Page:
As we work on the critical job of laying out each and every page, we thought it was about time to share a couple of these illustrations. We’re very excited about them and hope you love them as much as we do. We’d love to hear your comments too.
So here goes…
This image appears right at the beginning of the book where we first start to look at what employability skills are and why a student can’t wait until they’re ready to enter the world of work to develop them.
At the point of starting to look at writing CVs, this little character is shown.
We’ve also developed a set of employability icons which appear throughout the book and will also be a constant in my marketing materials and on my website.
It may be Christmas but Lewis and I have a busy few days ahead as we get ‘Employability What?’ ready to go to the publishers on January 2nd. Watch out for more posts over the coming days as I continue to share this book writing journey with you.
As ever, thanks for reading
As part of the day job, I often get asked to speak to young people about what businesses expect from them and yesterday was one of those days.
Having been asked to talk to a class of year 11 students at a school I know well, I was all prepared to talk them through the best way to prepare their CVs as I’d been asked to but taking a minute to read a few sections of my book, I decided to spend about half of the hour long session looking at employability skills instead. When the session got underway it was clear this was the right thing to do.
We’re talking about a school that really understands and promotes the importance of employability skills yet it was obvious that the students found it difficult to understand where skills they demonstrate in every day life will help them to get a foot on the career ladder.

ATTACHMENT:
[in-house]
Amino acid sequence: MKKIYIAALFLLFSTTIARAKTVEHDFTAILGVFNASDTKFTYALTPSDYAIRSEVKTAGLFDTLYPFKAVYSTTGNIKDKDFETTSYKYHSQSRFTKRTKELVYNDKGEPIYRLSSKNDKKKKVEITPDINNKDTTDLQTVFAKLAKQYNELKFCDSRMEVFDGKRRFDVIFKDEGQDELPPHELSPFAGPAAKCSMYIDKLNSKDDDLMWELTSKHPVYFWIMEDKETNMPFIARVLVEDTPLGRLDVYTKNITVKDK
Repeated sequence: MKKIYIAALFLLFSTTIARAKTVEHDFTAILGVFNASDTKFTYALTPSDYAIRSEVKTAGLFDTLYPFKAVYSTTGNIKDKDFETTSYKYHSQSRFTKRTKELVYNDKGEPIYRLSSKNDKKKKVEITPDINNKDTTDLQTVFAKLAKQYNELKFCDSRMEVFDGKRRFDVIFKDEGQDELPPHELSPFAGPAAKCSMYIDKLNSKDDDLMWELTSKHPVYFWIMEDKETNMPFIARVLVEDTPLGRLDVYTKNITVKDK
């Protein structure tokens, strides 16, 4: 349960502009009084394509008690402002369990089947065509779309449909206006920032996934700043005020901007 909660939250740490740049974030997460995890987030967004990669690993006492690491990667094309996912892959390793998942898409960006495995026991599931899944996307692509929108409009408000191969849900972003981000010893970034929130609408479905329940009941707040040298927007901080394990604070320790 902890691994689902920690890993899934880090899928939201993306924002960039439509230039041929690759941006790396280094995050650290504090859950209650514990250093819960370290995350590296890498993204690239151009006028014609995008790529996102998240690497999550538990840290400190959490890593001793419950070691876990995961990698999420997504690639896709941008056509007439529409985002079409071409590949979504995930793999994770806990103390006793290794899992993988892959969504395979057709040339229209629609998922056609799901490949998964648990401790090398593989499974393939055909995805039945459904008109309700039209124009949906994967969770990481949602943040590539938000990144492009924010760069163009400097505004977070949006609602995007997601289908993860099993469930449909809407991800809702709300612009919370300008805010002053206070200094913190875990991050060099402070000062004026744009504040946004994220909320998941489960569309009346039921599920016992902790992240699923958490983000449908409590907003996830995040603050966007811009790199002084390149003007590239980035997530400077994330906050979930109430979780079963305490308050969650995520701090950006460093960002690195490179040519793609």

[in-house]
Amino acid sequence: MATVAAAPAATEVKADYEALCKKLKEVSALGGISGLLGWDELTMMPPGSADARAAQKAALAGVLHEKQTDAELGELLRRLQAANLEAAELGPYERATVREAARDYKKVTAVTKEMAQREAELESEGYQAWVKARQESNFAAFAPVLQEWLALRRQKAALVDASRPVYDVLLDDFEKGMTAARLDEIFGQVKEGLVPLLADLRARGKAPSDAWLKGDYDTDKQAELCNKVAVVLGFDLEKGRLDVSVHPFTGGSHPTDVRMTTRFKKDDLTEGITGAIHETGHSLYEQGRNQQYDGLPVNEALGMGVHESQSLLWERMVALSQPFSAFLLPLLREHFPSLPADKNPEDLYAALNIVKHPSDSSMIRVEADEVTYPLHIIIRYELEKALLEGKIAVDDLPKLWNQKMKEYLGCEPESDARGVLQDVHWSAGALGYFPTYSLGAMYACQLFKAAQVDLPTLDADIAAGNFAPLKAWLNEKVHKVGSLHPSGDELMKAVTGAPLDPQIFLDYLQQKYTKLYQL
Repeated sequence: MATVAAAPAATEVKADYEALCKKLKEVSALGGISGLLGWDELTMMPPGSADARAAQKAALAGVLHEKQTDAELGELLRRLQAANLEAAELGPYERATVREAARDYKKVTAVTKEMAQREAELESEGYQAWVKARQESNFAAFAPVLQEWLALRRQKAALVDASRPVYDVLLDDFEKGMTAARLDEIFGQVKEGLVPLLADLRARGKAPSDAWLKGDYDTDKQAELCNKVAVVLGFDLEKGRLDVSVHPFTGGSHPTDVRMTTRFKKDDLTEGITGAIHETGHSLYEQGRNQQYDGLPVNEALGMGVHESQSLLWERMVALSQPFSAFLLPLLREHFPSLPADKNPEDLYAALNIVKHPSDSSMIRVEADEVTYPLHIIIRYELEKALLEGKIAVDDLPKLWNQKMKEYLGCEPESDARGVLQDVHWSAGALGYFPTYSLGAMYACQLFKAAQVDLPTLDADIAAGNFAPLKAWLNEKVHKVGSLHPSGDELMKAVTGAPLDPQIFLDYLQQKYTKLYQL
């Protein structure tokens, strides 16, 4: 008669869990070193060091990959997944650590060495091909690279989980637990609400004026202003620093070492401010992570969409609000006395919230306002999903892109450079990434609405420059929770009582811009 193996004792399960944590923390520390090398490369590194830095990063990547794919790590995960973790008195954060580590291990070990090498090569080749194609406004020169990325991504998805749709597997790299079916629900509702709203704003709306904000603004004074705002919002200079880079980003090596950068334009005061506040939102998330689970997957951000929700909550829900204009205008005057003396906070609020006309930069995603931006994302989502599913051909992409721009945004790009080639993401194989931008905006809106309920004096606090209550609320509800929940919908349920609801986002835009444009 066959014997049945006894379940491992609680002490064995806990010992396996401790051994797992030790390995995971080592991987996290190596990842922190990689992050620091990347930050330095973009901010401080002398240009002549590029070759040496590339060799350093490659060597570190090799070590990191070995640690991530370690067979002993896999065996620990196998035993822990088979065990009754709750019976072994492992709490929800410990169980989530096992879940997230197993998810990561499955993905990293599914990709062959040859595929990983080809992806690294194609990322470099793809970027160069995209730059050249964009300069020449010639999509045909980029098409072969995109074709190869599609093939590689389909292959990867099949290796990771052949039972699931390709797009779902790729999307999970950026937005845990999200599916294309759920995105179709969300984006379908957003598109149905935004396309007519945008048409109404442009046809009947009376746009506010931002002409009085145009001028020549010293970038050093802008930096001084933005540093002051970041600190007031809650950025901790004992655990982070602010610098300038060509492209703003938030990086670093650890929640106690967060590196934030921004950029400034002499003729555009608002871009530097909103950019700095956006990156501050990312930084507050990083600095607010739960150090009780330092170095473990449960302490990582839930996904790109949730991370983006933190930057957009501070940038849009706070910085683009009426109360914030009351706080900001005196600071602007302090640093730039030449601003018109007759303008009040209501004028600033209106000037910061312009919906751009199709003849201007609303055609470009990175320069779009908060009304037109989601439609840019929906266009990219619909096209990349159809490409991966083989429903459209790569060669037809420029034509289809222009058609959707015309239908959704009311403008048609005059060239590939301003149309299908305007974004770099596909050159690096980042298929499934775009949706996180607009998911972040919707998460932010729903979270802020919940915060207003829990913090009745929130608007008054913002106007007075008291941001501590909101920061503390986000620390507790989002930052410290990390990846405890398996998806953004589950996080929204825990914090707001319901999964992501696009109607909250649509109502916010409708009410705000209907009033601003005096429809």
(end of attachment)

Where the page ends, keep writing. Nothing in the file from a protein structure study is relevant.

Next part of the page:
Many of the students in the room had completed some form of work experience with some even being asked to return in one form or another yet realising that this was just the type of ‘experience’ a young person can put on their CV seemed to be a revelation for many.
It’s little wonder that employers report that they find young people lacking in employability skills but when you actually look at it, they often have the skills but don’t know how to convey it on their CV or in interview.
With this very fresh evidence as to the need, I hope that my book will help to show young people that they are employable. It guides them through each of the 7 key employability skills before focussing on pulling together their CV and interview techniques.
I’m pleased to confirm that ‘Employability What?’ is now available for pre-order with delivery to coincide with it’s official launch in March. Please contact me on firstname.lastname@example.org for more info.
Whether for your students, yourself, your own children or as a gift for work experience students, ‘Employability What?’ is a must.
Thanks for reading